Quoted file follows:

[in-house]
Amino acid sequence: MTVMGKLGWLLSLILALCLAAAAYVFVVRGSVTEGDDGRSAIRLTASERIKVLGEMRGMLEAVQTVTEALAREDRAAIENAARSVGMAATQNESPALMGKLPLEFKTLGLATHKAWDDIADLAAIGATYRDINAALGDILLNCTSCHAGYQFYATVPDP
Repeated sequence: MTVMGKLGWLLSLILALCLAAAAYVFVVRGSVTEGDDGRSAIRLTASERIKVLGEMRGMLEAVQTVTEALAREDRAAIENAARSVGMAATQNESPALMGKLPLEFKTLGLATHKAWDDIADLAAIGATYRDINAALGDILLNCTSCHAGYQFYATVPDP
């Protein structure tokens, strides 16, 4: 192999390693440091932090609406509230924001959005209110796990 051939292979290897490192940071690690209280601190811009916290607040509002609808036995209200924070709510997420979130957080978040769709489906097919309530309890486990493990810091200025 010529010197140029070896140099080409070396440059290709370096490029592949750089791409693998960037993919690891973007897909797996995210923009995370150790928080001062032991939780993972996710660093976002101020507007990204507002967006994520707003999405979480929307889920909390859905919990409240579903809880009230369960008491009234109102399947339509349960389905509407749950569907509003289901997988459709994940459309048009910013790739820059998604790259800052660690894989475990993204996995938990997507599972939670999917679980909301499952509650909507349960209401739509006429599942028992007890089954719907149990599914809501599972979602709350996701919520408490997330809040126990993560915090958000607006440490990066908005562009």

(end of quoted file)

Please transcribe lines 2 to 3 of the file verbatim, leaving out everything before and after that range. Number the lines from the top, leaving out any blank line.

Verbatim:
Amino acid sequence: MTVMGKLGWLLSLILALCLAAAAYVFVVRGSVTEGDDGRSAIRLTASERIKVLGEMRGMLEAVQTVTEALAREDRAAIENAARSVGMAATQNESPALMGKLPLEFKTLGLATHKAWDDIADLAAIGATYRDINAALGDILLNCTSCHAGYQFYATVPDP
Repeated sequence: MTVMGKLGWLLSLILALCLAAAAYVFVVRGSVTEGDDGRSAIRLTASERIKVLGEMRGMLEAVQTVTEALAREDRAAIENAARSVGMAATQNESPALMGKLPLEFKTLGLATHKAWDDIADLAAIGATYRDINAALGDILLNCTSCHAGYQFYATVPDP